Implementing a Deworming Program Based on Fecal Egg Counts (AAEP 2010)

Most horse owners are diligent about deworming their horses on a regular schedule. But there might be a more efficient deworming program that both horses and their owners can benefit from. According to Claudia K. True, DVM, a practitioner with Woodside Equine Clinic in Ashland, Va., basing a deworming program on fecal egg counts allows each horse an individualized deworming schedule and reduces the possibility of developing anthelmintic resistant parasites.

During a presentation at the 2010 American Association of Equine Practitioners convention, held Dec. 4-8 in Baltimore, Md., True outlined an approach to developing a deworming program based on the horse's individual needs by performing routine fecal egg counts.

"The use of routine fecal egg counts allows veterinarians to decide which horses to deworm and when to deworm them," True said. "Our practice implemented routine fecal egg counts in horses over one year of age as part of our wellness program to encourage our clients to adopt responsible anthelmintic use."

Although Woodside's clients initially responded to the program's introduction with mixed opinions, True relayed that the overall response was very positive once the clients understood the process and how it benefited their horses and their bank accounts.

The clinic team divided the horses they examined into two classes: high shedders and low shedders. High shedders' fecal exams contained 300 eggs or more per gram of feces, while low shedders' feces contained less than 300 eggs per gram.

The basic program she and her colleagues outlined for low shedders (which accounts for the majority of the population, True said) includes deworming twice a year: once in December with moxidectin and praziquantel, and once in June with ivermectin and praziquantel. The specific dewormers used will likely vary in different parts of the country, she added.

The program the veterinarians recommended for high shedders includes five dewormer administrations per year. Moxidectin and praziquantel are used semiannually (in February and October). Oxibendazole, ivermectin and praziquantel, and pyrantel are used annually in May, June, and January, respectively. Again, the types of dewormers used should be appropriate for the region of the country.

About ten to 14 days post-deworming, True added, it's important to do a follow-up fecal egg count to ensure the amount of parasites present in the horse was reduced.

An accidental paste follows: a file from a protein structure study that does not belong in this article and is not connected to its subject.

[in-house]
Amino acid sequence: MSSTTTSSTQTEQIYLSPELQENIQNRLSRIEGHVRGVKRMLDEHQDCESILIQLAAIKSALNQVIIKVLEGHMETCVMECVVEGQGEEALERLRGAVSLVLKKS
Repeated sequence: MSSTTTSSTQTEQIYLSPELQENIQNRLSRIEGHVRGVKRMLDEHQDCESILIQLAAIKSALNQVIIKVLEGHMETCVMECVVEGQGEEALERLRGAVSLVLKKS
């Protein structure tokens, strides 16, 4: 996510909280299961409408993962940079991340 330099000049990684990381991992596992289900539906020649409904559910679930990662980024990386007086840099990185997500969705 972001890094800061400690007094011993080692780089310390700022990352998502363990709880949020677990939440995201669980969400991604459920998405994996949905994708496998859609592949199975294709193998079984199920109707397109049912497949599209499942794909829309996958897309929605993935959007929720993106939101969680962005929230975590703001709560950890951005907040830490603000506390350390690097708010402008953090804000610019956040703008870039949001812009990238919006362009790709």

The veterinarians in the practice place foals on a specialized deworming program, according to True. In her program foals are first dewormed with oxibendazole when they're 6 to 8 weeks old, and they don't analyze a fecal sample before the first deworming. After the foal's first fecal sample is taken at 14 to 16 weeks, the foal is dewormed with pyrantel. Oxibendazole is used again at 22 to 24 weeks of age (again with no fecal sample). Finally, at 30 to 32 weeks, pyrantel is administered after a fecal examination. True recommends that the foal be put on a regular adult horse deworming schedule at 38 weeks.

True cautions not to use moxidectin to deworm foals less than 1 year old, as reports of death have surfaced due to accidental overdoses.

She said that the program Woodside established focuses on the parasites found in the Mid-Atlantic region (the clinic's location), and other areas of the country (or world) might have different parasite deworming requirements. Before creating such a program she suggests veterinarians develop a deworming schedule specific to their geographic location, and also that they analyze which types of dewormer should be used throughout the year in their region of the country.

Also, she cautioned that this program is not possible without appropriate staffing and time at the clinic to implement and process all the fecal samples.

By scheduling routine fecal exams for their horses, owners can feel confident they're following a personalized deworming program that meets their horse's individual needs. Additionally, True noted, some owners will save money by reducing the amount of dewormer they must purchase annually, which is a positive in the current economy.

About the Author

Erica Larson, News Editor

Erica Larson, News Editor, holds a degree in journalism with an external specialty in equine science from Michigan State University in East Lansing. A Massachusetts native, she grew up in the saddle and has dabbled in a variety of disciplines including foxhunting, saddle seat, and mounted games. Currently, Erica competes in three-day eventing with her OTTB, Dorado, and enjoys photography in her spare time.

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